In the morning we were all picked up by John & Elaine and went out to the spectacular scenery at Headings Lookout. The outback colours of the cliffs against the mighty Murray River kept us captivated for an hour. Before leaving the area we headed 2.6 km along the river to have a look at the Murtho Forest Landing camping area. It was very pleasant and it may be an option on our next trip through the area.
It was then out to Lock 5, just out of Renmark. You could stand there all day and not see a boat pass through but we were lucky. The grounds were immaculate and we were later to find out that in several days time the grand judging of the locks was to take place – apparently an annual event. On display in the grounds was ‘The Bunyip’, one of the vessels used in the construction of the lock.
It was time for a late lunch and we could think of no better place than the Paringa bakery for pies and coffee. Many of you who have been to Daly Waters Pub would have been entertained by ‘The Chook Man’.Well his house was opposite with a large black stump on display out the front. His houseboat apparently is a sight with all the paraphernalia hanging off it but unfortunately we missed it. Once again a late night with Graham and Hazel.

Our western journey now at an end we headed east, back to the east coast.

Just before Mildura we headed out to the old pumping station, built back in 1927, near Lock 9, on the Murray River. We found a lovely campsite beside the river and watched the many, many pelicans till sunset while sipping a glass or two.
We didn’t leave the area before visiting Lock 9 where the lock keeper was very busy doing the garden prior to the inspection by the Canberra officials. It was the day for the winner of the Annual Lock Competition to be announced. Once again we were in luck, a house boat passed through the lock. Two locks, two operations. Brilliant!

We passed through Mildura (another day) with the intention of staying at Bottle Bend campsite on the north side of the Murray. Unfortunately the camping area was closed so we carried on to Euston where we had heard of a free camp behind the Bowl’s Club. Now this was a great spot, at the boat ramp, for self-contained vehicles. We are not club people but it was so impressive we went in for a drink.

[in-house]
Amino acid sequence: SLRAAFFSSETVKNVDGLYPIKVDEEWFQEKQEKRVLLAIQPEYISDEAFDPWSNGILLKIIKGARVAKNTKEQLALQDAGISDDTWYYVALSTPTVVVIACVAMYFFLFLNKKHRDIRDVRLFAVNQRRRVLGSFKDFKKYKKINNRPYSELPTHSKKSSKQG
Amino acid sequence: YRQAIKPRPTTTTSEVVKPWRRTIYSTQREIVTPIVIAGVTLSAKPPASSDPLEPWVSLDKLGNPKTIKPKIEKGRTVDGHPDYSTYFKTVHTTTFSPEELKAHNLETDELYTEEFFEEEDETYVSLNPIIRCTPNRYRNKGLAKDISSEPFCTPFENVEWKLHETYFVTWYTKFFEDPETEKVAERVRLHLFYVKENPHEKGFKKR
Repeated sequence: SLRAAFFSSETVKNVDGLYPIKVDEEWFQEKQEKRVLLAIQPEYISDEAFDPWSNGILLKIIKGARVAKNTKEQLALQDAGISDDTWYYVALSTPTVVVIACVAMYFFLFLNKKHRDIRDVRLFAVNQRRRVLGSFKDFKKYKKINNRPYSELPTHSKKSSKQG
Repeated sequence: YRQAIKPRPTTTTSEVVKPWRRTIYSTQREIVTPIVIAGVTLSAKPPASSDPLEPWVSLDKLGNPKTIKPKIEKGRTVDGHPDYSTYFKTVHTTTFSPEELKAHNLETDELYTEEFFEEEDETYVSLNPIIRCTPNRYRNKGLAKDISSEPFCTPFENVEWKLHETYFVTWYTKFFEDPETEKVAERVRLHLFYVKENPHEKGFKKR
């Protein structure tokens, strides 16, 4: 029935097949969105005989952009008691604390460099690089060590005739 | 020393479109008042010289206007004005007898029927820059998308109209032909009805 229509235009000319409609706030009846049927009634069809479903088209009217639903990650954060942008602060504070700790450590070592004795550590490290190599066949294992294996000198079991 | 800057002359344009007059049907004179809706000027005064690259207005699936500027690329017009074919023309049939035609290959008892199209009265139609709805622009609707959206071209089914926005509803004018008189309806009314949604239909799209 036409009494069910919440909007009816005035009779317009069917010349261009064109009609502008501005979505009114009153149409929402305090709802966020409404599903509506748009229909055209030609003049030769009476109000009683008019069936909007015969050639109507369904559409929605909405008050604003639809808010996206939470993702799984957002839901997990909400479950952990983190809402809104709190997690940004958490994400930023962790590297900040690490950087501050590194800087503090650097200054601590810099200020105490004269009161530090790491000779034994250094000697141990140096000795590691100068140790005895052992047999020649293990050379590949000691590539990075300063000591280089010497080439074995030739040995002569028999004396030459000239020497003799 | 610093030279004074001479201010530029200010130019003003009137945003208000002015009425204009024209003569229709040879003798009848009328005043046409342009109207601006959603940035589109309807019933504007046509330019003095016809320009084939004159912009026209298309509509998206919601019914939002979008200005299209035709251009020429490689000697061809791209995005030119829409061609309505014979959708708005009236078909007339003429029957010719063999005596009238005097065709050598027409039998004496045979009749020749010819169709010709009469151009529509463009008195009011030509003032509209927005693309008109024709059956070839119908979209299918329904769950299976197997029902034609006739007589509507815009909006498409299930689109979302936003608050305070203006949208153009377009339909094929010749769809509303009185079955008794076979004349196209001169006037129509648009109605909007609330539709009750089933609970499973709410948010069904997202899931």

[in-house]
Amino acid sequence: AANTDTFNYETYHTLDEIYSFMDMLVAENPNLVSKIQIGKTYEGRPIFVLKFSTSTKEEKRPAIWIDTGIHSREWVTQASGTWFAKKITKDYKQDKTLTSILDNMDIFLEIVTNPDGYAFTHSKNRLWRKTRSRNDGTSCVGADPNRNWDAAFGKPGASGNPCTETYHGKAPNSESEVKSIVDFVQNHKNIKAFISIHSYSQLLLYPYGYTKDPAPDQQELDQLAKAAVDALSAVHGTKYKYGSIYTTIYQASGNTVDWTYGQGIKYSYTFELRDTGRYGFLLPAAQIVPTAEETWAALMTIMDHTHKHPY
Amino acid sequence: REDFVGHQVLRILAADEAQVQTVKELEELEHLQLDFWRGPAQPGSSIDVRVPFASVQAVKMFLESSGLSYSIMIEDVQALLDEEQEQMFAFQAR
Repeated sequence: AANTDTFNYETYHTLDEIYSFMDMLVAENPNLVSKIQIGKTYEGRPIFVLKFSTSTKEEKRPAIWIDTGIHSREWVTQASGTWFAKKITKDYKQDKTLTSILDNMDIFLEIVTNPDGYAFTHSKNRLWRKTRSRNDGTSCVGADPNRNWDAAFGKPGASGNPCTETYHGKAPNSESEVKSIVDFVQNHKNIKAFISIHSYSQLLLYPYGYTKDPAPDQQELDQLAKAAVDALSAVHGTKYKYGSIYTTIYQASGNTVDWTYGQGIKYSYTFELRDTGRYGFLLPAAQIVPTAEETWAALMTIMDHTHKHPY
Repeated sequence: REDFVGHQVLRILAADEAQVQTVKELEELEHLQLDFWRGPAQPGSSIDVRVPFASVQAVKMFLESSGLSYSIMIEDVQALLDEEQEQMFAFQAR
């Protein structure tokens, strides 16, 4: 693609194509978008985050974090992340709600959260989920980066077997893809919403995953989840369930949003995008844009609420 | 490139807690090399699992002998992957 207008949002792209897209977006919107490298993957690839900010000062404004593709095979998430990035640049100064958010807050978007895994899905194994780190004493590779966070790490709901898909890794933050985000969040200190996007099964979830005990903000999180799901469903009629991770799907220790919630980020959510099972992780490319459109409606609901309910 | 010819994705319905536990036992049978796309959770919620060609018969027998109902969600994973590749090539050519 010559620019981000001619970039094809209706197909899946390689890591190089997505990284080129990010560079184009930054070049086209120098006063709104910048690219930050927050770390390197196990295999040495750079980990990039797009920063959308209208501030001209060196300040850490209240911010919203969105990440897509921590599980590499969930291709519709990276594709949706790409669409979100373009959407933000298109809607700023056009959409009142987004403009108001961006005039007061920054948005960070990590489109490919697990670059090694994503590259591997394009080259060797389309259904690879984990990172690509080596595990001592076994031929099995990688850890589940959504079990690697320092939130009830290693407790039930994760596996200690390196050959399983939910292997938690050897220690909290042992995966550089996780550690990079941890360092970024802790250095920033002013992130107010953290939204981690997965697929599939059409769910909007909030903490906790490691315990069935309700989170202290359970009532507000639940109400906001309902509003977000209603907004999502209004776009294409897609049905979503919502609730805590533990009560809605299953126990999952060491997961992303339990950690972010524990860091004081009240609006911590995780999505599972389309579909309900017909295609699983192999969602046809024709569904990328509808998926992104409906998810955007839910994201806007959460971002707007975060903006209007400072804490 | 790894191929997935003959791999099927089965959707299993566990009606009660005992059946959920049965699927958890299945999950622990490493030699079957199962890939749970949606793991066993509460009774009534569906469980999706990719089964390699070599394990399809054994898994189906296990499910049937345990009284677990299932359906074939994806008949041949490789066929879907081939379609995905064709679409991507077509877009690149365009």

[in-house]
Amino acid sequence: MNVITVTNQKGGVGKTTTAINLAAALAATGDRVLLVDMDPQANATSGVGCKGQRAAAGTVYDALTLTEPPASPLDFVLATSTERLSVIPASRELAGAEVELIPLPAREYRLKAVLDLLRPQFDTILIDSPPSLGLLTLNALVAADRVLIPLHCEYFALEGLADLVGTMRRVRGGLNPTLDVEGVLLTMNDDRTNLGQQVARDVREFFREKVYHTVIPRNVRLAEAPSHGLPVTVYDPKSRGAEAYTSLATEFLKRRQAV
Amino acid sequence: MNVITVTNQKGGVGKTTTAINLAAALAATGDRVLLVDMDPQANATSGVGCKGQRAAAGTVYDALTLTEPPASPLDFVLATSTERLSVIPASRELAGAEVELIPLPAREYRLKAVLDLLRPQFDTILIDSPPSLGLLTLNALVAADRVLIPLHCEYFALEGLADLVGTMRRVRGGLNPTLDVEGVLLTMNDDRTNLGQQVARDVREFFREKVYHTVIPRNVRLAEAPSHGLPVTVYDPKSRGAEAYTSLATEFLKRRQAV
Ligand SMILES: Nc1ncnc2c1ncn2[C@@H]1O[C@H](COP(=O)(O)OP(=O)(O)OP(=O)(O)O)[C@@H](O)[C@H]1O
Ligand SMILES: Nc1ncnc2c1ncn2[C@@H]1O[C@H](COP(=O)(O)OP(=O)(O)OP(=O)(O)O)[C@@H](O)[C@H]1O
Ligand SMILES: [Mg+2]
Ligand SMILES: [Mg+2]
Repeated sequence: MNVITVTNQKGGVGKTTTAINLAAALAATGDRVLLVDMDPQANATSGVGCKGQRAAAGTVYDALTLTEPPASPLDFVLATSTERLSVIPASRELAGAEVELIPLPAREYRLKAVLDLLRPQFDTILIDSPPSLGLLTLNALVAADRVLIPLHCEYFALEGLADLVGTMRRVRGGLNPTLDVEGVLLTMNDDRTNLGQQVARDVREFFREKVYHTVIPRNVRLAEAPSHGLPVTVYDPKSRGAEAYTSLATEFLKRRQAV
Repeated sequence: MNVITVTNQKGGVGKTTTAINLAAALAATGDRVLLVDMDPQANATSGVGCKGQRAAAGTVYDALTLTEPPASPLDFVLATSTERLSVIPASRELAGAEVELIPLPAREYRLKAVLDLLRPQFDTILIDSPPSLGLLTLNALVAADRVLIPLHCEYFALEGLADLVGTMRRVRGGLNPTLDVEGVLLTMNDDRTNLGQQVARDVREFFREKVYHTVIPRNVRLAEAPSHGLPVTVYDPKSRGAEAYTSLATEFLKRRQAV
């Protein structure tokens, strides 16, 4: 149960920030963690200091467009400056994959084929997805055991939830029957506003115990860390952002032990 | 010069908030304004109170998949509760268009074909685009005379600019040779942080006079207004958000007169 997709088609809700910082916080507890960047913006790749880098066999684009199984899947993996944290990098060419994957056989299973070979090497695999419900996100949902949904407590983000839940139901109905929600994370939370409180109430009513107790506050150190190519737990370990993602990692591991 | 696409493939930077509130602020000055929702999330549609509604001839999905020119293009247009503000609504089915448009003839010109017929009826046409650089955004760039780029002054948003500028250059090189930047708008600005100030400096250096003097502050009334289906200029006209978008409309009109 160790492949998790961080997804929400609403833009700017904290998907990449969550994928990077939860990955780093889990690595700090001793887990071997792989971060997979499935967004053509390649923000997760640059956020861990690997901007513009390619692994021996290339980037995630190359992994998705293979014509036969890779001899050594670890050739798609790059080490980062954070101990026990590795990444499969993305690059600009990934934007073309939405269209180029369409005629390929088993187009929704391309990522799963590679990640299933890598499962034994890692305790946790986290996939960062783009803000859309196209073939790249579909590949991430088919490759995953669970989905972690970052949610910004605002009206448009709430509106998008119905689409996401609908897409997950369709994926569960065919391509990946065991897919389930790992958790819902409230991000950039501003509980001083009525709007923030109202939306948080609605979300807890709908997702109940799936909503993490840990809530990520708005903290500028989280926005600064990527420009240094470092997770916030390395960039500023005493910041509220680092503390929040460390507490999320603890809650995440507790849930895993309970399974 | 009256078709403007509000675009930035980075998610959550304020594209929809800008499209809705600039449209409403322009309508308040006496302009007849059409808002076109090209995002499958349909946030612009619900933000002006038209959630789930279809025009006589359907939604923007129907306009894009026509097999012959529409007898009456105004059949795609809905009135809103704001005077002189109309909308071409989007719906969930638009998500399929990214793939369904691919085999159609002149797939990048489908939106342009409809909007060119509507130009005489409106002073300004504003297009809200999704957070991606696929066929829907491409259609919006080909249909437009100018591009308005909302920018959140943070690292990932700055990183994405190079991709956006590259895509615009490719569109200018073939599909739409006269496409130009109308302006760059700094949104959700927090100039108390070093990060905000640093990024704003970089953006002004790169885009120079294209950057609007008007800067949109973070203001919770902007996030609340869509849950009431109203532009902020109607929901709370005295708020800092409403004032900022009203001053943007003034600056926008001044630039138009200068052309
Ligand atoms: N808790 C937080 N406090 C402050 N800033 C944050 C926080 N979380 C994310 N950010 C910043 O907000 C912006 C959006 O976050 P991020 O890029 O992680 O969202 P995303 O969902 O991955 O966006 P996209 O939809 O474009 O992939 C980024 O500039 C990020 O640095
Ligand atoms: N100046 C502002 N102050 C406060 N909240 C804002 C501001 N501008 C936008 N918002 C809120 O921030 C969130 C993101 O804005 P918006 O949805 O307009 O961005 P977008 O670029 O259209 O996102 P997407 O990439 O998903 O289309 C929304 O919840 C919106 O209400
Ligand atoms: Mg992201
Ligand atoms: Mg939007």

Once again it was a long chat with a local walking his dog before we headed off for Yangar NP, 8km east of Balranald. Yangar has a rich history as a working pastoral, cropping and irrigation property for over 160 years. The NSW DEC purchased Yangar for its natural and cultural heritage values in November 2005.
We visited the century old Yangar Woolshed, on the Murrumbidgee River, built to house 3,000 sheep and provide work for up to 40 shearers. The shed also accommodated wool classing, wool pressing and storage areas. After it was constructed it was often described as the largest and most modern in the district. Now it houses an impressive interpretive display describing historical aspects of Yangar Station. Although the last sheep was shorn in 2005, the aroma of lanoline still lingers very strongly. It would have been a sight to see this shed filled with sheep!

Adjacent was a well maintained picnic area with a modern drop toilet, a large picnic shed housing 2 gas BBQ’s and garbage bins – a nice spot for our lunch. Several hundred metres, along the Murrumbidgee River, was Mamanga Campground which accommodated tents, camper trailers, motorhomes and caravans. Yet another lovely campspot by the river.Toilets and picnic shelter were provided.